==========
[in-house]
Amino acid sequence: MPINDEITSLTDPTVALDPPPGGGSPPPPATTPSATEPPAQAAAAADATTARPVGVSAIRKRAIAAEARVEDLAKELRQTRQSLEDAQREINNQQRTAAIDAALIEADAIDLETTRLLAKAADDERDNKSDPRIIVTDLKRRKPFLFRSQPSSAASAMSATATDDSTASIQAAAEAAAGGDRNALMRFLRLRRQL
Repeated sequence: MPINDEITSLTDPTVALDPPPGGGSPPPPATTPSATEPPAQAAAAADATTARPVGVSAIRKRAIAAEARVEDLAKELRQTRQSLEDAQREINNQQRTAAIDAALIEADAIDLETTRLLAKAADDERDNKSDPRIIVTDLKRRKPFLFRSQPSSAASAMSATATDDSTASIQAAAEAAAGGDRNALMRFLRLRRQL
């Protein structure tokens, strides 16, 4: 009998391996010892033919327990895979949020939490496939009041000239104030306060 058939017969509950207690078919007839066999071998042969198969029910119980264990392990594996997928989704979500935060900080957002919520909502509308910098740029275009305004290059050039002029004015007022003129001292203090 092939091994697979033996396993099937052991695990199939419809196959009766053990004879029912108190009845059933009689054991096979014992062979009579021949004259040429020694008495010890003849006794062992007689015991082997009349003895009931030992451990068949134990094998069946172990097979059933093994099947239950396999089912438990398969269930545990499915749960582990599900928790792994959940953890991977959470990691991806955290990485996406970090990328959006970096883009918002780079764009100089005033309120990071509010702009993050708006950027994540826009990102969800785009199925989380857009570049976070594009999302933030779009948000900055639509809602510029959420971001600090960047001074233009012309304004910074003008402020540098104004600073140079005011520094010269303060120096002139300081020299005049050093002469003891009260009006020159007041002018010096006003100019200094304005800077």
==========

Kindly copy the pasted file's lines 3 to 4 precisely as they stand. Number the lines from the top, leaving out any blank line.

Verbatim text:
Repeated sequence: MPINDEITSLTDPTVALDPPPGGGSPPPPATTPSATEPPAQAAAAADATTARPVGVSAIRKRAIAAEARVEDLAKELRQTRQSLEDAQREINNQQRTAAIDAALIEADAIDLETTRLLAKAADDERDNKSDPRIIVTDLKRRKPFLFRSQPSSAASAMSATATDDSTASIQAAAEAAAGGDRNALMRFLRLRRQL
């Protein structure tokens, strides 16, 4: 009998391996010892033919327990895979949020939490496939009041000239104030306060 058939017969509950207690078919007839066999071998042969198969029910119980264990392990594996997928989704979500935060900080957002919520909502509308910098740029275009305004290059050039002029004015007022003129001292203090 092939091994697979033996396993099937052991695990199939419809196959009766053990004879029912108190009845059933009689054991096979014992062979009579021949004259040429020694008495010890003849006794062992007689015991082997009349003895009931030992451990068949134990094998069946172990097979059933093994099947239950396999089912438990398969269930545990499915749960582990599900928790792994959940953890991977959470990691991806955290990485996406970090990328959006970096883009918002780079764009100089005033309120990071509010702009993050708006950027994540826009990102969800785009199925989380857009570049976070594009999302933030779009948000900055639509809602510029959420971001600090960047001074233009012309304004910074003008402020540098104004600073140079005011520094010269303060120096002139300081020299005049050093002469003891009260009006020159007041002018010096006003100019200094304005800077």